The truth is we don’t really know if space goes on forever – but maybe, one day, we will find out.
People used to think that when they looked up at the night sky, they were seeing all of space. Then American astronomer Edwin Hubble found out something so amazing, NASA named a telescope after him.
Part of CSIRO’s ASKAP antennas at the Murchison Radio-astronomy Observatory (MRO) in Western Australia.
Australian SKA Office/WA Department of Commerce
It's almost impossible for any human to spot something unknown or unusual in the massive amount of data collected by our telescopes. So we're teaching an intelligent machine to search the data for us.
Composite image of suspected water vapour plumes erupting at the seven o’clock position off the limb of Jupiter’s moon Europa.
There's now strong evidence that Europa might be a worthwhile place to search for life.
All is not calm in the cosmos.
ESA/Hubble and NASA
Stargazing seems such a quiet, calm activity. But whether our eyes can see or not, those stars out there are in constant flux. Time-domain astronomy studies how cosmic objects change with time.
Except for a few blue foreground stars, the stars are part of the Milky Way’s nuclear star cluster, the most massive and densest star cluster in our galaxy.
NASA, ESA, and Hubble Heritage Team (STScI/AURA, Acknowledgment: T. Do, A.Ghez (UCLA), V. Bajaj (STScI)
Each fortnight I get the amazing opportunity to speak about my top stories in space on ABC Breakfast News TV but for those of you who hate early mornings I wanted to make sure you got to hear of these…
2015 saw us complete our exploration of all nine planets (including dwarf planet Pluto) in our solar system.
2015 was a year where we expanded our view of the universe, embraced new technologies and got a hint of the profound changes to come.
The light shining through an exoplanet’s atmosphere can give us a hint of whether the planet supports life.
NASA, ESA, and G. Bacon (STScI)
A hint of oxygen and a whiff of methane in a distant exoplanet's atmosphere may be the first evidence we discover of alien life.
Gilt-edged. The James Webb telescope steps up the search.
NASA's Marshall Space Flight Center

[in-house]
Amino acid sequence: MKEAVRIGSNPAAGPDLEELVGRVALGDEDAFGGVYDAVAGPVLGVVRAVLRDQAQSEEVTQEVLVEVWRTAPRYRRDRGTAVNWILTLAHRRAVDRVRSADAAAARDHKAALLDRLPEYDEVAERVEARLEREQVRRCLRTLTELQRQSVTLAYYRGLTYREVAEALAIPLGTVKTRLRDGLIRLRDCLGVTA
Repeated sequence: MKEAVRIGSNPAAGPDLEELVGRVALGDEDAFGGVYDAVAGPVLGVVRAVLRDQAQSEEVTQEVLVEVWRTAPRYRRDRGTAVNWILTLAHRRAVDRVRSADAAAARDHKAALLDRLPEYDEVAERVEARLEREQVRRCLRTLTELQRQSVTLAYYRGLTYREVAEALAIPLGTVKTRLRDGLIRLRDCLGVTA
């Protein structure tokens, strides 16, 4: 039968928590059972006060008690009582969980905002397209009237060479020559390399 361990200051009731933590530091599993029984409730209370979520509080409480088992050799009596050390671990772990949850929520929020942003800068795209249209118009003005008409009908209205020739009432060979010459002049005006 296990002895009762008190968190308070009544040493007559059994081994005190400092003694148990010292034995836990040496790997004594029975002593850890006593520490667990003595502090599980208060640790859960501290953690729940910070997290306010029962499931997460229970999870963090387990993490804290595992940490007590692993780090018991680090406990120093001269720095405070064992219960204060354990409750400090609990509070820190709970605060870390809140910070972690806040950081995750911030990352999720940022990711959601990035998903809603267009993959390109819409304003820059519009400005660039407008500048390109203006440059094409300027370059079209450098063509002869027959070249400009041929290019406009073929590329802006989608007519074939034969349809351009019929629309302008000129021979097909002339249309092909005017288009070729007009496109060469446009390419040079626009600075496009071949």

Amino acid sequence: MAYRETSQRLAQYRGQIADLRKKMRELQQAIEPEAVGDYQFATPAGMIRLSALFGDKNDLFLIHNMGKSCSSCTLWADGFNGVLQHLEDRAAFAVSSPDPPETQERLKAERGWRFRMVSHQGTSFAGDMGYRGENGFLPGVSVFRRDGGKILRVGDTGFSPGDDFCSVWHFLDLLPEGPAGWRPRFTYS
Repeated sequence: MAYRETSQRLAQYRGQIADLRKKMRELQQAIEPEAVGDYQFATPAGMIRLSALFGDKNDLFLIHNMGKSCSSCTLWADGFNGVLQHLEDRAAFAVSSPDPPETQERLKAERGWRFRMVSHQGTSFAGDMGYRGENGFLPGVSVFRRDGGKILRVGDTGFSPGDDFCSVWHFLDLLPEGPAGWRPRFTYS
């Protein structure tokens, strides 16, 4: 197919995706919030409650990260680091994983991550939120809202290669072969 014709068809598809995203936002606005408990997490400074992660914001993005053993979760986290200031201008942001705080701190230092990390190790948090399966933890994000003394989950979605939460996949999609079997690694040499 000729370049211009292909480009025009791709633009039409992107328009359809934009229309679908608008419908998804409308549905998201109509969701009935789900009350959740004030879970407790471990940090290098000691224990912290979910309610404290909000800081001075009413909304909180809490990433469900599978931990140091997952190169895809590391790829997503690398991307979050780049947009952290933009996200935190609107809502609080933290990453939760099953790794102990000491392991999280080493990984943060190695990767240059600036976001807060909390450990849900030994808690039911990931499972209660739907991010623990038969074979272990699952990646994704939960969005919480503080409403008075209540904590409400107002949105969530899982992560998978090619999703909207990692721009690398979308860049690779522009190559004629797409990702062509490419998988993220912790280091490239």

A giant golden mirror is on the brink of opening up a glimpse of the very first galaxies to be formed.
It’s crowded up there - the many objects tracked in low Earth orbit.
Near-Earth orbits are filled with useful satellites, and also flying junk. If we're not careful they may collide - literally.
Bigger but not better than Hubble. The James Webb’s primary mirror.
It's urgent that we turn our attention to a high definition space telescope that will allow us to directly image exoplanets.
Bye, Earth telescopes! You will never reach my level.
Ground-based telescopes are getting bigger and better while still being cheaper than space telescopes. But the vital scientific contributions made by Hubble demonstrates why we need both.
The galaxies NGC 4038 and NGC 4039, locked in a destructive embrace.
After a slow start, Hubble's ultraviolet vision changed the face of astronomy.
Astronomers from around the world identify their favourite images sent back to Earth by the Hubble Space Telescope.
Wreathed in dust, the death of a supergiant star.
An unremarkable speck in the sky was transformed into an unique astronomical object – and Hubble was there to capture it.
The Hubble Extreme Deep Field, looking back towards the birth of the universe.
Hubble's Deep Field images are the next best thing to a time machine, revealing details of galaxies from the early universe, 13 billion years ago.
Hubble in orbit.
The Hubble Space Telescope launched 25 years ago in 1990. But O'Dell started on the project in 1972, garnering support for the world's first telescope free of Earth's atmosphere's blurring effects.
The Hubble Space Telescope hovers at the boundary of Earth and space.
Twenty-five years on and the Hubble Space Telescope is still taking some amazing images. But there have been a few glitches over the years, right from day one.
Dark Matter: as simulated, the scaffold that underpins the universe.
Dark matter's mysteries are being steadily unravelled by new studies of remote galaxies.
Artist’s concept of the New Horizons spacecraft encountering Pluto and its largest moon, Charon (foreground) in July 2015.
Johns Hopkins University Applied Physics Laboratory/Southwest Research Institute (JHUAPL/SwRI)
2015 is already shaping up to be a big year in astronomy and planetary exploration, with the best yet to come. Here are some highlights to keep your eye on throughout the year. Opportunity January 25 marked…
Jupiter’s Great Red Spot was much bigger when photographed by Voyager back in 1979.
NASA revealed today that the iconic Great Red Spot on Jupiter has shrunk to its smallest size ever – and astronomers have no idea why. The Great Red Spot is a giant anticyclone storm that has been raging…